The other "SURF": Summer
Undergraduate Research Fellowship program
SURF III Home Page
SURF III Upgrade
The first stored beam and production of synchrotron radiation from SURF occurred at 11:10 AM 17 Dec 98. The initial electron beam was an unknown current (probably on the order of a few mA) of 100 MeV electrons. Later in the day that beam was ramped up to 380 MeV. The commissioning process will continue and the maximum energy, beam current, and beam lifetime will be improved.
The web page describing SURF II and the science experiments being conducted is still available.
See the construction of the SURF magnet.
See the assembly of the SURF lower yoke.
Take a pictorial tour of the disassembly of SURF II.
Project OverviewThe Electron and Optical Physics Division of the Physics Laboratory has operated the Synchrotron Ultraviolet Radiation Facilty at the National Institute of Standards and Technology (NIST) for over 30 years. Initially operated in a parasitic mode at the NIST electron synchrotron, the facility was converted into the SURF II electron storage ring in 1974. SURF II has been the United States national standard of irradiance in the vacuum ultraviolet spectral region as well as a world-class research facility for many diverse fields of investigation that require high-intensity continuum radiation from the soft x-ray to the infrared spectral regions.
The radiometric accuracy of SURF II as an irradiance standard was limited by the uniformity of the magnetic field encountered by the electrons as they traversed their orbit. Variations of up to 0.5% limited the knowledge of the local bending radius at any tangent point and restricted the accuracy of the irradiance calculations. Additionally, the performance of the magnet structure is no longer state-of-the-art. Modern magnetic materials have better performance characteristics than materials available in the 1940's, when the electron synchrotron magnet used by SURF II was built, and the conversion of SURF from a 60 Hz AC synchrotron to a DC storage ring changed the desired characteristics of the magnet material and the shape of the poles so that the original design choices are no longer the most appropriate.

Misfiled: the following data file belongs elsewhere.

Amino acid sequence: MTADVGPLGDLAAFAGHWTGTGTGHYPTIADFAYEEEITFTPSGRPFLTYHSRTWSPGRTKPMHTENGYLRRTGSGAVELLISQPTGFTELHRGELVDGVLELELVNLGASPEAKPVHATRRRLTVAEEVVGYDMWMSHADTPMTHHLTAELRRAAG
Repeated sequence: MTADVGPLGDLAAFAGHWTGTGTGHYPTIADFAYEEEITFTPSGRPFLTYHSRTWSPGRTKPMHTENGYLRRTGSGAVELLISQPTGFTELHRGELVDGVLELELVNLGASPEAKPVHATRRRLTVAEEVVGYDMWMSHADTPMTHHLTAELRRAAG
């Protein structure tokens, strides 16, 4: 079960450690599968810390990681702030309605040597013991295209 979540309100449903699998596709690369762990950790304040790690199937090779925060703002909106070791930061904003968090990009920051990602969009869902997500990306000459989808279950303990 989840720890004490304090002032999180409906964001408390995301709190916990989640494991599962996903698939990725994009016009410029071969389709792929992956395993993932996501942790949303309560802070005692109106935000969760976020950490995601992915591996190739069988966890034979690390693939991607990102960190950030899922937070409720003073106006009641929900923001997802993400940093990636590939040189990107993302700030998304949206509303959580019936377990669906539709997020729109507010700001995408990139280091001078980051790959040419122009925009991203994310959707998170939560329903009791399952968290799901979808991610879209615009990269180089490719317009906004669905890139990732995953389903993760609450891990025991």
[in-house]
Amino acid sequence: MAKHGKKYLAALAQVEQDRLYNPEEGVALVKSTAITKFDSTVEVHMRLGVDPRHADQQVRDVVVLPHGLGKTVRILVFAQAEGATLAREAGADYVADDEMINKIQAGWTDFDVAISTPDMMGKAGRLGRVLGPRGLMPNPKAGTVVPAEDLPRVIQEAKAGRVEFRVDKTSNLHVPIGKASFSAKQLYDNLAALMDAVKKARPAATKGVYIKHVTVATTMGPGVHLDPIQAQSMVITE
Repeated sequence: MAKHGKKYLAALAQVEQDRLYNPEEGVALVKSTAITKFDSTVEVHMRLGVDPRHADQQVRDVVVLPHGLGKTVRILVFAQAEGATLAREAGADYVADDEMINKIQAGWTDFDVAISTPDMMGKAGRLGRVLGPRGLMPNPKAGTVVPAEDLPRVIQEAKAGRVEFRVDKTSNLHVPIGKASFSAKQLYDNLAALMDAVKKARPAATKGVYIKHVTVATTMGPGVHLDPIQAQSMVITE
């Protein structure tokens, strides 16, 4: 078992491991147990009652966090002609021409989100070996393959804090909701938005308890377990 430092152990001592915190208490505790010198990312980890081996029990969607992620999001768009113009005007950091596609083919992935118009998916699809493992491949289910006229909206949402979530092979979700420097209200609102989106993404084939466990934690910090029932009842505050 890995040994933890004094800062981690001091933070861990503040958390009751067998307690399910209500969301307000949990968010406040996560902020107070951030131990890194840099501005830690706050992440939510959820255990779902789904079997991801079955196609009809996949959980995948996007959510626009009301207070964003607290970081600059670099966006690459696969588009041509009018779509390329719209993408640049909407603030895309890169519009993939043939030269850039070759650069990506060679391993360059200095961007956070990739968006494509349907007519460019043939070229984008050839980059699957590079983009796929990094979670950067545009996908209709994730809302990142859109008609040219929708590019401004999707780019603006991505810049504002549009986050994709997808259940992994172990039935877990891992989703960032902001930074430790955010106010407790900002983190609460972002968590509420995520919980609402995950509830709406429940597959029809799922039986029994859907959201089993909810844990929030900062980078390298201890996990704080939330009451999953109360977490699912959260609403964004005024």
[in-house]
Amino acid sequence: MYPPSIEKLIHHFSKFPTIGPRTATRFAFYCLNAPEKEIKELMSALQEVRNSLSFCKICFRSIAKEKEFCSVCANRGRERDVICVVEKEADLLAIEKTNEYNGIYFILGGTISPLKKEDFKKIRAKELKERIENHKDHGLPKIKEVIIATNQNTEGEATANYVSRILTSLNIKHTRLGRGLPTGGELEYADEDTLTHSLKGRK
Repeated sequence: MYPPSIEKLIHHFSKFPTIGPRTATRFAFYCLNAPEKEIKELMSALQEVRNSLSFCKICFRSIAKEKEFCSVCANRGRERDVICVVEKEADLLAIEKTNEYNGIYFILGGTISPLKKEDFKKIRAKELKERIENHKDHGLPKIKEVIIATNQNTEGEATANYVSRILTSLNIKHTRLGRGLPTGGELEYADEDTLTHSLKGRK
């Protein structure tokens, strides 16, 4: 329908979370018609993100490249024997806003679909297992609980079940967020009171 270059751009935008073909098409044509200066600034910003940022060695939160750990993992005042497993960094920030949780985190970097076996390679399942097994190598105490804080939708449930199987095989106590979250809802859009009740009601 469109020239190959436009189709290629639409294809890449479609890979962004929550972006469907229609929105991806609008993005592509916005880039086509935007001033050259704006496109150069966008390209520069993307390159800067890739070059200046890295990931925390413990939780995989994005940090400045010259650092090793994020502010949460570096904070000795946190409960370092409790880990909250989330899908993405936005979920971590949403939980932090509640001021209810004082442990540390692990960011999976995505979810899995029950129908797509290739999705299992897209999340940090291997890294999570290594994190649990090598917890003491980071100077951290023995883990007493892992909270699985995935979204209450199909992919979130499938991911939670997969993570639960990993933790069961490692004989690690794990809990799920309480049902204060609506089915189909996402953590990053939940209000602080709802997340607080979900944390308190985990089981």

Two improve the radiometric accuracy of SURF, an entirely new magnetic structure was designed and is being built. The general contractor for the project is PSL Engineering and Instrumentation. The azimuthal uniformity of the SURF magnetic field will be improved by a factor of 50, allowing irradiance calculations to be made with much higher accuracy than SURF II could achieve. As an additional benefit, the use of improved magnet material, a smaller air gap between the poles, and a higher electrical current (new magnet windings will be installed) will increase the magnetic field strength at the electron orbit, allowing SURF to store electrons at energies as high as 400 MeV, compared to 300 MeV for SURF II. The higher electron energy will extend the usable range of radiation from SURF to shorter wavelengths, enabling experiments in the "water window" from 2.3 nm to 4.4 nm.
ImprovementsThe primary purpose of the upgrade from SURF II to SURF is to improve the radiometric accuracy of SURF as an irradiance standard by improving the magnetic field uniformity. The upgrade project offers an excellent opportunity to make other improvements and modifications to the facility. The following list outlines the major changes being made and the improvements they offer.
NIST staff involved in the upgrade (left to right): Bob Madden, Mitch Furst,
Lanny Hughey, Rob Vest, Andrew Hamilton, and Rossie Graves. Not shown is
Al Raptakes (who's taking the picture). The crew is standing in front of the
partially disassembled SURF II storage ring - only the backlegs and lower yoke
Inquiries or comments: Rob Vest, SURF III, NIST
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